Time Magazine’s annual “Person of the Year” issue is one of the most anticipated – and speculated – editions by any mainstream publication. Notable “Person of the Year” covers include Mahatma Gandhi in 1930, Adolf Hitler in 1938, John F. Kennedy in 1961, and The Computer in 1982.
MARYSVILLE, Calif. - Package theft is all-too common during the holiday season, but this case stands out. Surveillance video shows a young child hopping out of a car and grabbing a box from the porch of David and Rachelle Barboza's home in Marysville, California on Monday. "That's what broke my heart, more than anything, is seeing that young girl, just scared, you know?" David Barboza told KTXL. "It was obvious that she didn't want to do that." "It sucks to be a victim of something like that.
ENFIELD, Conn. -- An assistant football coach at a Connecticut high school was allegedly attacked by three players on his team after a potluck dinner. Enfield police Chief Carl Sferrazza said the coach was attacked by three people and his condition at this time is unknown. Sferrazza said there is surveillance footage of the incident but will not release it at this time due to the ongoing investigation, according to WTIC. Sferrazza said the motive behind the attack is unknown.
Muck Rack makes it simple to find people, tweets, or articles that mention any name, keyword, company, hashtag etc. We've compiled this guide to help you make the most of your search.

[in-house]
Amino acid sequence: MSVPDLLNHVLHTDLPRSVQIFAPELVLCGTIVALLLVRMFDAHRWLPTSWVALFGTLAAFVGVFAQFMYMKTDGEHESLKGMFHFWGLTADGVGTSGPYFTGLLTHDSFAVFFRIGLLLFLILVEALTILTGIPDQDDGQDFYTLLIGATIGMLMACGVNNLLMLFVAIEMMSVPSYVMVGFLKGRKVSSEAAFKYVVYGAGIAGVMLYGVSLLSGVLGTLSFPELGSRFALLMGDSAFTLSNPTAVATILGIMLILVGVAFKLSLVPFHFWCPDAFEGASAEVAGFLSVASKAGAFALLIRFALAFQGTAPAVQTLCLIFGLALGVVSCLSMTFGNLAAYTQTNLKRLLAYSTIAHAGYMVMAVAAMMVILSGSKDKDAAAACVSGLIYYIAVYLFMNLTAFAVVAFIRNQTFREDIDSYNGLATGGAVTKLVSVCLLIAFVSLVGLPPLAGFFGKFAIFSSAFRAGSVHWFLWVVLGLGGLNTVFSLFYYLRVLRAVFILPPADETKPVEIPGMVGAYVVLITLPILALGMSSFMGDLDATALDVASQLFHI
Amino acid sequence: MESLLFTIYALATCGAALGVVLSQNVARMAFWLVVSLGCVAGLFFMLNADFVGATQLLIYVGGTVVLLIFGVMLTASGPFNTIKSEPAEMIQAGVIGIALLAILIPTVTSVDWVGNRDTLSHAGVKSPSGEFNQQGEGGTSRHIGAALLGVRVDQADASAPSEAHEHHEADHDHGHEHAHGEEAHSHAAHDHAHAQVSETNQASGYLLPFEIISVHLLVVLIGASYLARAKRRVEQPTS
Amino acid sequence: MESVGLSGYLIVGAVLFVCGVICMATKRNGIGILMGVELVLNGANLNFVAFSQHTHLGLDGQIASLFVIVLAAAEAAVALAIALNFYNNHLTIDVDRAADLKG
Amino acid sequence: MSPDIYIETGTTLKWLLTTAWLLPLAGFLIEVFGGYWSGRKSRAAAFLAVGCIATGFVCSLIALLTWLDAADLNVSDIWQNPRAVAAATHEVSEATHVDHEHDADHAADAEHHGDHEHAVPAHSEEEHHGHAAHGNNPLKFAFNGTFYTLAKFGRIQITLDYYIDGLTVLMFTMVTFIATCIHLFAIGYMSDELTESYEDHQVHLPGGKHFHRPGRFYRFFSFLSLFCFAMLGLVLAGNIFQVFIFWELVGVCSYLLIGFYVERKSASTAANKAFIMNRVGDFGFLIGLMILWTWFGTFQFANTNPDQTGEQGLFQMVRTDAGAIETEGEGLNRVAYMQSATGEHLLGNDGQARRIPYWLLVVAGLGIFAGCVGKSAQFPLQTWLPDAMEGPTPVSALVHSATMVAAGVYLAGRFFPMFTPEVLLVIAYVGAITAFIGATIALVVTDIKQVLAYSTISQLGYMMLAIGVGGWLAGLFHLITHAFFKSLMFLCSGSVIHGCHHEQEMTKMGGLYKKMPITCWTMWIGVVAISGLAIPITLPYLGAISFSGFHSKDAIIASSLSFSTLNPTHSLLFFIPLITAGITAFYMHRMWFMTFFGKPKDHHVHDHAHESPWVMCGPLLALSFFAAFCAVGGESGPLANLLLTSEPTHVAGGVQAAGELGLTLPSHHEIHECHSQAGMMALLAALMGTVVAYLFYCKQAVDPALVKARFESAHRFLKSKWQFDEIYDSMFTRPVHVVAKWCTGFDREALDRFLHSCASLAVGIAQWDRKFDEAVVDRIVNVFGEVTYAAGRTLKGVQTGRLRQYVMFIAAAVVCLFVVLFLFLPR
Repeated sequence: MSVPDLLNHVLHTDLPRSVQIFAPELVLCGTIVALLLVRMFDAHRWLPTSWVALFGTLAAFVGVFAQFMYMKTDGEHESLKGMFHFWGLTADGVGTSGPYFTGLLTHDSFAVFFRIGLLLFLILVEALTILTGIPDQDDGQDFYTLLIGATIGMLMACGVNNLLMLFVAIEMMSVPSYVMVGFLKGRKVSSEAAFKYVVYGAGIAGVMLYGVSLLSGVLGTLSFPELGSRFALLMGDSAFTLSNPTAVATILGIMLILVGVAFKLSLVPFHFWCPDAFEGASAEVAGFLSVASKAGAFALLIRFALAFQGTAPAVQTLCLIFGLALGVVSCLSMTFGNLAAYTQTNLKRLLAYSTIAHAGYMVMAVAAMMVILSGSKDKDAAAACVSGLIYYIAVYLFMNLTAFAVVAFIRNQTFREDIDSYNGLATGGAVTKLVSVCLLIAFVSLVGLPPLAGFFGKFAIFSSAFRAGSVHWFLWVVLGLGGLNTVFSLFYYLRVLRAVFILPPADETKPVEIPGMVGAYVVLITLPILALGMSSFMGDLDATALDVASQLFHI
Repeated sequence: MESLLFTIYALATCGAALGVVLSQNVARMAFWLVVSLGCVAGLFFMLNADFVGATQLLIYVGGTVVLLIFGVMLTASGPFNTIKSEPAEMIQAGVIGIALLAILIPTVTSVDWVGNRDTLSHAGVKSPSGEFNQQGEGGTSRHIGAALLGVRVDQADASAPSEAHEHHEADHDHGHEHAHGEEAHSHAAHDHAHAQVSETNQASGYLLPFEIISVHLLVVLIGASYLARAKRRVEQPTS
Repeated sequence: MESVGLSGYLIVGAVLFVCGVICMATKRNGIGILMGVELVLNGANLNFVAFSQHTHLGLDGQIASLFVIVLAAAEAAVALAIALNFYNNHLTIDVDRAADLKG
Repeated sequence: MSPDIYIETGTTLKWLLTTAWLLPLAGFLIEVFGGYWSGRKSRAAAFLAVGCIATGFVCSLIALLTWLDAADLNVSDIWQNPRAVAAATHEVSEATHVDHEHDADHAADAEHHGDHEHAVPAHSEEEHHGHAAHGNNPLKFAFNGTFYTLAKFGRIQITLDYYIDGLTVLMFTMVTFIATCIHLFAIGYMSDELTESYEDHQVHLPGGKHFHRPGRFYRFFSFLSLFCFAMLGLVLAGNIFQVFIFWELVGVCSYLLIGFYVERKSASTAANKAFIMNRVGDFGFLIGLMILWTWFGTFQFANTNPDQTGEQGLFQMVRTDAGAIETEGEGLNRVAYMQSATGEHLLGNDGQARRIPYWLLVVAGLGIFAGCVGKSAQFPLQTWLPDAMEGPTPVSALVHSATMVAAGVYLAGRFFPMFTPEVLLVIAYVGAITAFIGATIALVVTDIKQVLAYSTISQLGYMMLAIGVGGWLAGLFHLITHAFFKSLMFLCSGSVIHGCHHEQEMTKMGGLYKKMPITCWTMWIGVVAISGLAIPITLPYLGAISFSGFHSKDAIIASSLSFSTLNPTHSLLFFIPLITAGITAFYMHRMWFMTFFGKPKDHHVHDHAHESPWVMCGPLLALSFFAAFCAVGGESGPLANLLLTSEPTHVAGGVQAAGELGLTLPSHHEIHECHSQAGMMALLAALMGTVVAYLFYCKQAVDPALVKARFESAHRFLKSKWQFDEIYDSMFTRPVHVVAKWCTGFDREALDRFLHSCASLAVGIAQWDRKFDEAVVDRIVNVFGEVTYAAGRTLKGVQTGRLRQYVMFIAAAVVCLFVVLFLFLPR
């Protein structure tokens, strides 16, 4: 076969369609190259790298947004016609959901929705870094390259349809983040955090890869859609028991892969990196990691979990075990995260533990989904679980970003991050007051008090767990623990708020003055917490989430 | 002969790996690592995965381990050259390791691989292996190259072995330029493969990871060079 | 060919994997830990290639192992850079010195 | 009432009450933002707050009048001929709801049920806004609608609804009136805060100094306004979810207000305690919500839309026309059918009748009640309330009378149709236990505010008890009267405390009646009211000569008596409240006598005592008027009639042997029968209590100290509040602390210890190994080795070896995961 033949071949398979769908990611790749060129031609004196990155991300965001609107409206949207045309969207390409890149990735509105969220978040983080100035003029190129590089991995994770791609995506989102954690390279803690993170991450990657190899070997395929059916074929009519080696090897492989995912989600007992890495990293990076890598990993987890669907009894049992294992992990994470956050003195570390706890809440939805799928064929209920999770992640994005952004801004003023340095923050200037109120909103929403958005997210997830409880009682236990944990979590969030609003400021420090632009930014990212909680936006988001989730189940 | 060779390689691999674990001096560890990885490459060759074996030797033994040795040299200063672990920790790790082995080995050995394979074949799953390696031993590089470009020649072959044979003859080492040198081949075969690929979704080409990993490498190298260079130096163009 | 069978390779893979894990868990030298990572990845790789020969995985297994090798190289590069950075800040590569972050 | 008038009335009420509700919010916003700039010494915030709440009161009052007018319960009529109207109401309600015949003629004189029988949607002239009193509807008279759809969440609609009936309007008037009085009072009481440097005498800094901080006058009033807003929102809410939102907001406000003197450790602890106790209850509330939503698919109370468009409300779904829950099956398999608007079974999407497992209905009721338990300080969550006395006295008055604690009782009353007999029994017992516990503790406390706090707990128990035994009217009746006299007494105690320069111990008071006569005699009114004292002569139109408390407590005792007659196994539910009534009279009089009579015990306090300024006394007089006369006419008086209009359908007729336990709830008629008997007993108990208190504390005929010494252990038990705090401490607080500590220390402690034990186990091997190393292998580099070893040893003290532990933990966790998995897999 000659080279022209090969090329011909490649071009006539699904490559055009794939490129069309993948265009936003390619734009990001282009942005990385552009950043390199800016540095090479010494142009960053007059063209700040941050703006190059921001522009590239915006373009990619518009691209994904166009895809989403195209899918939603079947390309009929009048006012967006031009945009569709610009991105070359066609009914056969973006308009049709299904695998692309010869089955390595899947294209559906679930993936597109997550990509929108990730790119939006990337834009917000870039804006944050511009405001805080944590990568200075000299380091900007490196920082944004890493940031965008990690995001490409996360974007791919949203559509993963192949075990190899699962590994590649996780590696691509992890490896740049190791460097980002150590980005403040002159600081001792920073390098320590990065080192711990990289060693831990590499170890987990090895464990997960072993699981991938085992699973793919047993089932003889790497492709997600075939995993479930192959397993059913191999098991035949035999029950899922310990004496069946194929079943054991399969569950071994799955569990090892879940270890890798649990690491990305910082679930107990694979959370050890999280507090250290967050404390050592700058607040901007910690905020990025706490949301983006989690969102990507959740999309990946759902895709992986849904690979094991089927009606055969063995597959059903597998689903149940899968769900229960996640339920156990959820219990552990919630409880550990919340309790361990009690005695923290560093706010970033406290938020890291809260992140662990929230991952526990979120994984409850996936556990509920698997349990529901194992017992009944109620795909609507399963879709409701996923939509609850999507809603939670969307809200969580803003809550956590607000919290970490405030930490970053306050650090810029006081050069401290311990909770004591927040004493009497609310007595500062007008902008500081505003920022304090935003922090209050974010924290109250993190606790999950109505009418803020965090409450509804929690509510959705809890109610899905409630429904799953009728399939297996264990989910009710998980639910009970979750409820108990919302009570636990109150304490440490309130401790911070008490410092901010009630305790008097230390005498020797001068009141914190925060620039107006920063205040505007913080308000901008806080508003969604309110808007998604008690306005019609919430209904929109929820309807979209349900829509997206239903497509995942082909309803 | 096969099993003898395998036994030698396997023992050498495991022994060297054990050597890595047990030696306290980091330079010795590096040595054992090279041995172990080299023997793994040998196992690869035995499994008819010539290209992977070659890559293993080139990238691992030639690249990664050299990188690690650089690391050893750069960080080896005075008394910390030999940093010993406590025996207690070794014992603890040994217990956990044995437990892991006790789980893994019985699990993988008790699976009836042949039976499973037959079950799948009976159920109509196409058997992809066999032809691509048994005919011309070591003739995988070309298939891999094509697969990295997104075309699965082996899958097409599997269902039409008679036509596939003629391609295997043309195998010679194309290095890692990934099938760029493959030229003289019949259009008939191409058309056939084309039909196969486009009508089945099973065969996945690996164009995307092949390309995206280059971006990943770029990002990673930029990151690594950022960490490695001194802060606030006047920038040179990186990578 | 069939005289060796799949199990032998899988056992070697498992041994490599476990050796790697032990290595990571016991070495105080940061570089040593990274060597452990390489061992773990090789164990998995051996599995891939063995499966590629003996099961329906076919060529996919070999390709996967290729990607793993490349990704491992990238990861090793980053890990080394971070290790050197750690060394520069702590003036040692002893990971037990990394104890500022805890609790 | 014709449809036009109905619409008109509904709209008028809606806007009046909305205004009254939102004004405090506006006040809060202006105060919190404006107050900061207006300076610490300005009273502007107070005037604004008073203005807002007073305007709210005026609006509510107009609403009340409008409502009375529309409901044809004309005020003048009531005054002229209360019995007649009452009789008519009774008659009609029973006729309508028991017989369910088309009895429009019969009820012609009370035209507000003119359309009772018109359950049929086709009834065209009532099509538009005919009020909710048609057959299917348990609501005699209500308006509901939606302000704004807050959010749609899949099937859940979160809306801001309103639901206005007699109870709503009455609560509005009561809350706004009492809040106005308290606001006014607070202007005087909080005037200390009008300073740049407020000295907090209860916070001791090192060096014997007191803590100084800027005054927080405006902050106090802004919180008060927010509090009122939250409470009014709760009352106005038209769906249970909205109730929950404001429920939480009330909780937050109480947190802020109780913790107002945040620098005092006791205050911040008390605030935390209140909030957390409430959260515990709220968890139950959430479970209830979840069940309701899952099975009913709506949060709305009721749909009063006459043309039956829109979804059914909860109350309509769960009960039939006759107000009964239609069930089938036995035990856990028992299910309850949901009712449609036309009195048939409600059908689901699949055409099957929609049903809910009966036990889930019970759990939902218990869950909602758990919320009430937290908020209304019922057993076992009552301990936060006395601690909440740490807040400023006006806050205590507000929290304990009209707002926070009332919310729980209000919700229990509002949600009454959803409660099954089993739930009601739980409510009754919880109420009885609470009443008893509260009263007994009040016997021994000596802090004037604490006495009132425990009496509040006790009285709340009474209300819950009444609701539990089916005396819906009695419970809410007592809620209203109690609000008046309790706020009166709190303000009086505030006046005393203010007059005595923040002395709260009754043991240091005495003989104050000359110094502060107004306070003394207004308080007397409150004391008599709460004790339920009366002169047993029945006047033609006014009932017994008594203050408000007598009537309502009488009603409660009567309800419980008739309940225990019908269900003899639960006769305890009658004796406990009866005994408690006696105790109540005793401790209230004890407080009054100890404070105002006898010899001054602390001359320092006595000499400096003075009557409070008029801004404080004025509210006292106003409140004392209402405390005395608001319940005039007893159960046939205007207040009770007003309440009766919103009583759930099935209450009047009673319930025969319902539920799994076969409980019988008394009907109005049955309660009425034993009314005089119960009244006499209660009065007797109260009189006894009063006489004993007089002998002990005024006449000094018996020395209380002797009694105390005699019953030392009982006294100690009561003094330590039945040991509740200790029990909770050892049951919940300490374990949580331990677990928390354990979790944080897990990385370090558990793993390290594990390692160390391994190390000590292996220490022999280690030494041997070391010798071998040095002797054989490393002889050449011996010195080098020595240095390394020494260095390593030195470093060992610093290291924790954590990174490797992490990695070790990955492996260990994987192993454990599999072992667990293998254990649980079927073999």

Selecting a term
Start searching tweets, articles from media outlets, articles mentioned in tweets, journalists'
names, titles and bios with some suggested searches:
Companies or Topics (e.g. iPhone, Microsoft)
Phrases (e.g. "cloud computing") — use quotes to keep the terms together
Twitter handles (e.g. @username) — returns those who have mentioned or replied to
Names (e.g. "David Pogue")
Hashtags (e.g. #sxsw, #london2012)
Bio details (e.g. vegan, Olympics, father)
Muck Rack's Advanced Search allows for many boolean operators.
Find results that mention multiple specified terms, use AND or
+. For example, ensure each result contains both Elon Musk and Mark Zuckerberg by
searching Musk AND Zuckerberg or Musk + Zuckerberg.
Use the operators OR or , to broaden your search when you'd like either of
multiple terms to appear in results. (This is the default behavior of our search when no operators
are used). For example, results will contain either cake or cookie by searching cake OR cookie or cake,cookie
Use NOT or - to subtract results from your search. For
example, searching Disney will yield results about the Walt Disney Company as well as Walt Disney
World Resort. To exclude mentions of Disney World, search for Disney -World or Disney
When using one of these operators with a phrase, enclose it in quotation marks. For example, you can
find results about smartphones excluding Apple's iPhone 4S by searching smartphone -"iPhone
Exact case matching or punctuation
If you're searching for a brand name or keyword that relies on specific punctuation marks or capitalization, you can
find results that match your exact query by adding matchcase: before the keyword you're searching for, like matchcase:E*TRADE .
Use parentheses to separate multiple
boolean phrases. For example, to find journalists talking about having fun in Disney World or
Disneyland, search for ("disney world" OR disneyland) AND fun.
An asterisk can be used to search for any variation of a root word truncated by the asterisk. For example, searching for admin* will return results for administrator, administration, administer, administered, etc.
A near operator is an AND operator where you can control the distance between the words. You can vary the distance the near operation uses by adding a forward slash and number (between 0-99) such as strawberries NEAR/10 "whipped cream", which means the strawberries must exist within 10 words of "whipped cream".